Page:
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Security Transaction Taxes and Market Quality

  • Anna Pomeranets
  • Daniel G. Weaver
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    We examine nine changes in the New York State Security Transaction Taxes (STT) between 1932 and 1981. We find that imposing or increasing an STT results in wider bidask spreads, lower volume, and increased price impact of trades. In contrast to theories of STT imposition as a means to reduce volatility, we find no consistent relationship between the level of an STT and volatility. We examine the propensity of traders to switch trading locations to avoid the tax and find no consistent evidence that they will change locations. We do find evidence to suggest that taxes imposed on the par value of stock will result in corporations managing the par value in the direction of minimizing the impact of the tax on investors.

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    File URL: http://www.bankofcanada.ca/wp-content/uploads/2011/11/wp2011-26.pdf
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    Paper provided by Bank of Canada in its series Working Papers with number 11-26.

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    Length: 51 pages
    Date of creation: 2011
    Date of revision:
    Handle: RePEc:bca:bocawp:11-26
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    1. Christie, William G & Schultz, Paul H, 1994. " Why Do NASDAQ Market Makers Avoid Odd-Eighth Quotes?," Journal of Finance, American Finance Association, vol. 49(5), pages 1813-40, December.
    2. John Y. Campbell & Kenneth A. Froot, 1994. "International Experiences with Securities Transaction Taxes," NBER Chapters, in: The Internationalization of Equity Markets, pages 277-308 National Bureau of Economic Research, Inc.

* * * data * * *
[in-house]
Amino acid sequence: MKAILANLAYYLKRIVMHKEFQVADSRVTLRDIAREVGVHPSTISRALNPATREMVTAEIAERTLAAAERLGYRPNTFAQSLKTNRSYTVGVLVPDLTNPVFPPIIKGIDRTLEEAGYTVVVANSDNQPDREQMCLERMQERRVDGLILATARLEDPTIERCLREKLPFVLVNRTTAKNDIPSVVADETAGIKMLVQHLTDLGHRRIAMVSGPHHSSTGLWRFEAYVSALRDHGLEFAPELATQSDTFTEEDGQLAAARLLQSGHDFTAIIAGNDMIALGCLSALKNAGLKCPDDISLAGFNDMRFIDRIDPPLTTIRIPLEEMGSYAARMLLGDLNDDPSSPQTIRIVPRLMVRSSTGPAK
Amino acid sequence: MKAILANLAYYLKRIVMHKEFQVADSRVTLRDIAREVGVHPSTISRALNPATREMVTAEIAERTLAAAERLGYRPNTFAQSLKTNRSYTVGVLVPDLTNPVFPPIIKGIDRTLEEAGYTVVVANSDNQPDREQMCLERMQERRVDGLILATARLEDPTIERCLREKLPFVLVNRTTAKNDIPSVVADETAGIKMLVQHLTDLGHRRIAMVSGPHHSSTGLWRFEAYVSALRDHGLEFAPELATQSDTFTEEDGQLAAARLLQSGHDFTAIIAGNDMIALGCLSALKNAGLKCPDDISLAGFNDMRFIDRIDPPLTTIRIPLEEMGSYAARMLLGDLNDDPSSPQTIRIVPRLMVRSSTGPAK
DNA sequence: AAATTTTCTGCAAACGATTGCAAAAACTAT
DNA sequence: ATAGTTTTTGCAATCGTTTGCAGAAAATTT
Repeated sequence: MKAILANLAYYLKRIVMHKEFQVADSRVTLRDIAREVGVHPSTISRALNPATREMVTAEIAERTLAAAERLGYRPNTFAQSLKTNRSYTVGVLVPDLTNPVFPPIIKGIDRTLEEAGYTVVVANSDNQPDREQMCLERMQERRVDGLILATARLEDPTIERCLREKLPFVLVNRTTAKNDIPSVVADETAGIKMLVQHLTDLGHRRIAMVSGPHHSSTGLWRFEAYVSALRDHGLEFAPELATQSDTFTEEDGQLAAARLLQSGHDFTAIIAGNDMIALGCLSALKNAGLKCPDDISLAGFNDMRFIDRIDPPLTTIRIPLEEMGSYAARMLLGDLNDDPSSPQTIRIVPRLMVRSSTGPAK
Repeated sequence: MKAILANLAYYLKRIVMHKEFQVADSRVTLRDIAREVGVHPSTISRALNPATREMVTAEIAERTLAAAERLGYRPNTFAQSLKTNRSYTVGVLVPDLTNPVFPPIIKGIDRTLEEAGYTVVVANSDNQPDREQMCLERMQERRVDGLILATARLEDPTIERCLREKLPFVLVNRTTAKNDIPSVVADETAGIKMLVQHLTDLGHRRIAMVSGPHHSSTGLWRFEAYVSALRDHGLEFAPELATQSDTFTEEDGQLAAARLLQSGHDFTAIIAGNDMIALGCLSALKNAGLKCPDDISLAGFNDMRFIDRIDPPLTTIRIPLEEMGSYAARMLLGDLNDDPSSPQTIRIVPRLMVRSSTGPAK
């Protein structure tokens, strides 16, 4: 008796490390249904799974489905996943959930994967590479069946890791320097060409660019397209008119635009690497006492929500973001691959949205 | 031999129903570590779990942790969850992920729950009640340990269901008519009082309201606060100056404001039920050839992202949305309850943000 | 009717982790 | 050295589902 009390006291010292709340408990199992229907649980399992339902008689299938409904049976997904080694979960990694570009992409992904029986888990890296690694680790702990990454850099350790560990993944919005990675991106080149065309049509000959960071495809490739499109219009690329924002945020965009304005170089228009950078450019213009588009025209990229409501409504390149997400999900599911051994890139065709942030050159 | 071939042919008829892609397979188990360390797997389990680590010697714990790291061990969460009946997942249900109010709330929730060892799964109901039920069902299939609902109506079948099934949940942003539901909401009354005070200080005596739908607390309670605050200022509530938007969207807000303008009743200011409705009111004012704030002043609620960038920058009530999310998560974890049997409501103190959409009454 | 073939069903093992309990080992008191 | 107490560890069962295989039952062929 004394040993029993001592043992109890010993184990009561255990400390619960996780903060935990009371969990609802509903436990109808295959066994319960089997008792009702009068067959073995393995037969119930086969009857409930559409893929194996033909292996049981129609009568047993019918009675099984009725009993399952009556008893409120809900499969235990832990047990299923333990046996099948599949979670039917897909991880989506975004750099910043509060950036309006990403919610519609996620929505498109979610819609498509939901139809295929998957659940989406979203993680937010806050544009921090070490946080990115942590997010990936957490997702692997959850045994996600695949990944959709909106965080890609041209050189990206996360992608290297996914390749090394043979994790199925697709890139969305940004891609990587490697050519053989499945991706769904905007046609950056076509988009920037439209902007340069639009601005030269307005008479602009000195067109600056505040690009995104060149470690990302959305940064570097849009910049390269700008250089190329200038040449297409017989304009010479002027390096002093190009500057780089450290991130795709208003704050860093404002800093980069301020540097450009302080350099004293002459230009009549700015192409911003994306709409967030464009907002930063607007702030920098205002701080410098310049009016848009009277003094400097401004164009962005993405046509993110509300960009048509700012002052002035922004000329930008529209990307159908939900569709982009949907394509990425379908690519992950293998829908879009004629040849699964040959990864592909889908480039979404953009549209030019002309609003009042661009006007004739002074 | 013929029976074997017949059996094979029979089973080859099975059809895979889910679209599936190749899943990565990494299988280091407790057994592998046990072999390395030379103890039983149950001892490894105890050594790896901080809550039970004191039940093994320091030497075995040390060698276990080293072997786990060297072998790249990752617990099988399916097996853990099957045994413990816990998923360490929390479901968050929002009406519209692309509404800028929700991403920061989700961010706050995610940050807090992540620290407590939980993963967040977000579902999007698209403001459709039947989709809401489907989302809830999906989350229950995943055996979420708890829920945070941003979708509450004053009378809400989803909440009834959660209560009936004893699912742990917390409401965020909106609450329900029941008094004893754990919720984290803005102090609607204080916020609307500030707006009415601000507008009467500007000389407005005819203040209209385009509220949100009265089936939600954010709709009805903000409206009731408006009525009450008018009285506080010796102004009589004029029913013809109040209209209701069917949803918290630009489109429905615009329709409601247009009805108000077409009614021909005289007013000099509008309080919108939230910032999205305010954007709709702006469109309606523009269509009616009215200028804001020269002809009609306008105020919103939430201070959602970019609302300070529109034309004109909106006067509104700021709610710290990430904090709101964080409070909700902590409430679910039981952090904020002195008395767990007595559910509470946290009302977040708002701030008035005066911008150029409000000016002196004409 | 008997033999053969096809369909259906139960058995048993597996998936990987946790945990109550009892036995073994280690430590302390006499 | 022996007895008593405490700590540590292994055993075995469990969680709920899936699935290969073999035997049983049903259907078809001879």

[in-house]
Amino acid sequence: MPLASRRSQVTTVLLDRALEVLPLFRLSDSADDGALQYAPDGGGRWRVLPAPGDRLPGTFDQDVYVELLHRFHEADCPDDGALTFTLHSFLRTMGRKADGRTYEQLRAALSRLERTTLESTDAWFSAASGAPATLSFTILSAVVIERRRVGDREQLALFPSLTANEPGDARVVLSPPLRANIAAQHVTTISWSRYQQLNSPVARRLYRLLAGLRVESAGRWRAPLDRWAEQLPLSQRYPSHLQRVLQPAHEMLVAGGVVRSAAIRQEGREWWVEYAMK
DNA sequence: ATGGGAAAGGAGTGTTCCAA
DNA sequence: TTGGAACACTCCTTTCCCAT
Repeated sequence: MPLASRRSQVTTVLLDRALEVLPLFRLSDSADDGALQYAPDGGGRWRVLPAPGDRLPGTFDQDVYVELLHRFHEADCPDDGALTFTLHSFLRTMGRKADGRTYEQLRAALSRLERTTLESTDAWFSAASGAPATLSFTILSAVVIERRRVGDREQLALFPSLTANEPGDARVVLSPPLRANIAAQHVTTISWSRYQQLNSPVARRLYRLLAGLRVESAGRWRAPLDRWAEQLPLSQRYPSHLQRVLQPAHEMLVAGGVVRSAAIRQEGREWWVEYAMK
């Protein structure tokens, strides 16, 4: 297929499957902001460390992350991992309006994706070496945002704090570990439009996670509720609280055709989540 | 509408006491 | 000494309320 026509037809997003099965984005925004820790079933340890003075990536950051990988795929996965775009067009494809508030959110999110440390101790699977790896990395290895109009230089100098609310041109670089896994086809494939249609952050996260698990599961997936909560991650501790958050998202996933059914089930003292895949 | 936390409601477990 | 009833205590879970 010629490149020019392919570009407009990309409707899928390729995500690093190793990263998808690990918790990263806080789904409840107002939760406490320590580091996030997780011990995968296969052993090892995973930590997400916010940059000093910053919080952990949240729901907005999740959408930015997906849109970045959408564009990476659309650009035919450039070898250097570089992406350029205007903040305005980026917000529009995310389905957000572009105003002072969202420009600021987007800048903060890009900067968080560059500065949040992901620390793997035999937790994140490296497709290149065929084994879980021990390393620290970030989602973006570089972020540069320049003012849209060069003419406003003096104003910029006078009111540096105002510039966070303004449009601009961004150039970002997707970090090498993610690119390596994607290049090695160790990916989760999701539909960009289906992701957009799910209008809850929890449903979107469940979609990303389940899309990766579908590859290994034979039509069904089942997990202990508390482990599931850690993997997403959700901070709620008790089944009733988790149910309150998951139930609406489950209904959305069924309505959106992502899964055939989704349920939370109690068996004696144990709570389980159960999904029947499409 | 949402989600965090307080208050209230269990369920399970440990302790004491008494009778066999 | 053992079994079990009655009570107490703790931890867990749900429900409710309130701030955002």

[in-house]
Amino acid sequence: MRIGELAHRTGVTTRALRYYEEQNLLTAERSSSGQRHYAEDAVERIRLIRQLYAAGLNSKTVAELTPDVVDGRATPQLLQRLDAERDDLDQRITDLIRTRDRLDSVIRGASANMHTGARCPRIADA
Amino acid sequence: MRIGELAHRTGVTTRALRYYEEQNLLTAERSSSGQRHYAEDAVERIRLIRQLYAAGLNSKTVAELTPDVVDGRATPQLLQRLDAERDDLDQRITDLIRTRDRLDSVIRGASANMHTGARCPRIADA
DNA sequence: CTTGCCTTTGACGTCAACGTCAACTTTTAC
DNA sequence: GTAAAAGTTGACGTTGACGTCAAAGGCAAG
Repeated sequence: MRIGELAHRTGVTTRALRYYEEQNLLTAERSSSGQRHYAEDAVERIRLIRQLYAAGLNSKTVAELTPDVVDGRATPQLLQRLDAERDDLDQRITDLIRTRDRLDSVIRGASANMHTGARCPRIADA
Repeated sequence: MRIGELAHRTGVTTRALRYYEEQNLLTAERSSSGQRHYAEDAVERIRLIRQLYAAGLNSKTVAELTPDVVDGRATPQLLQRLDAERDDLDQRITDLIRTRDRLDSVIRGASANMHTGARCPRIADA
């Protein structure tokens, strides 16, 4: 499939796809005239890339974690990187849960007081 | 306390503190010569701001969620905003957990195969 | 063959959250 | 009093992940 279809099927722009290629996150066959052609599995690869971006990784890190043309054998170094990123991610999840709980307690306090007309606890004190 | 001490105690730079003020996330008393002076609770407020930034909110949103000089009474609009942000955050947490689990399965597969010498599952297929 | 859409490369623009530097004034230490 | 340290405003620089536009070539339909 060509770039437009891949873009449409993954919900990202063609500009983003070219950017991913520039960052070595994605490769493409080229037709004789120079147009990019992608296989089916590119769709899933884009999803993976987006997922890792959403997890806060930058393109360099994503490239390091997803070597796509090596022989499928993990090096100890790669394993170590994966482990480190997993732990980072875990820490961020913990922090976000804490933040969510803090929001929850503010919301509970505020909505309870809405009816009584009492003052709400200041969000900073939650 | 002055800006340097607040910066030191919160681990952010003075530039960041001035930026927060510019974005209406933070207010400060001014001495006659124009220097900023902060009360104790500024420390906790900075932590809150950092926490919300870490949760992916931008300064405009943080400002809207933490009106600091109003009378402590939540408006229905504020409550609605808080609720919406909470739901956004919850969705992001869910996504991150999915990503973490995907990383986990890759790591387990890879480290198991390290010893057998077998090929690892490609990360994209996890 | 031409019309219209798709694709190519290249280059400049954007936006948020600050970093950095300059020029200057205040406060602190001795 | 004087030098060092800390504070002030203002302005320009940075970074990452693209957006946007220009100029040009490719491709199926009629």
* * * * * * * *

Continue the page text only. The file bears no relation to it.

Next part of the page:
3. Robert Bloomfield & Maureen O'Hara & Gideon Saar, 2009. "How Noise Trading Affects Markets: An Experimental Analysis," Review of Financial Studies, Society for Financial Studies, vol. 22(6), pages 2275-2302, June.
    4. Jarrell, Gregg A, 1984. "Change at the Exchange: The Causes and Effects of Deregulation," Journal of Law and Economics, University of Chicago Press, vol. 27(2), pages 273-312, October.
    5. Kate Phylaktis & Antonis Aristidou, 2007. "Security transaction taxes and financial volatility: Athens stock exchange," Applied Financial Economics, Taylor & Francis Journals, vol. 17(18), pages 1455-1467.
    6. Goyenko, Ruslan Y. & Holden, Craig W. & Trzcinka, Charles A., 2009. "Do liquidity measures measure liquidity?," Journal of Financial Economics, Elsevier, vol. 92(2), pages 153-181, May.
    7. James Tobin, 1978. "A Proposal for International Monetary Reform," Cowles Foundation Discussion Papers 506, Cowles Foundation for Research in Economics, Yale University.
    8. Umlauf, Steven R., 1993. "Transaction taxes and the behavior of the Swedish stock market," Journal of Financial Economics, Elsevier, vol. 33(2), pages 227-240, April.
    9. Shinhua Liu, 2007. "Securities Transaction Tax and Market Efficiency: Evidence from the Japanese Experience," Journal of Financial Services Research, Springer, vol. 32(3), pages 161-176, December.
    10. Amihud, Yakov, 2002. "Illiquidity and stock returns: cross-section and time-series effects," Journal of Financial Markets, Elsevier, vol. 5(1), pages 31-56, January.
    11. Summers, L.H. & Summers, V.P., 1989. "When Financial Markets Work Too Well : A Cautious Case For A Securities Transactions Tax," Papers t12, Columbia - Center for Futures Markets.
    12. Harald Hau, 2006. "The Role of Transaction Costs for Financial Volatility: Evidence from the Paris Bourse," Journal of the European Economic Association, MIT Press, vol. 4(4), pages 862-890, 06.
    13. Badi Baltagi & Dong Li & Qi Li, 2006. "Transaction tax and stock market behavior: evidence from an emerging market," Empirical Economics, Springer, vol. 31(2), pages 393-408, June.
    14. Roll, R., 1989. "Price Volatility, International Market Links, And Their Implications For Regulatory Policies," Papers t10, Columbia - Center for Futures Markets.
    15. Jones, Charles M & Seguin, Paul J, 1997. "Transaction Costs and Price Volatility: Evidence from Commission Deregulation," American Economic Review, American Economic Association, vol. 87(4), pages 728-37, September.
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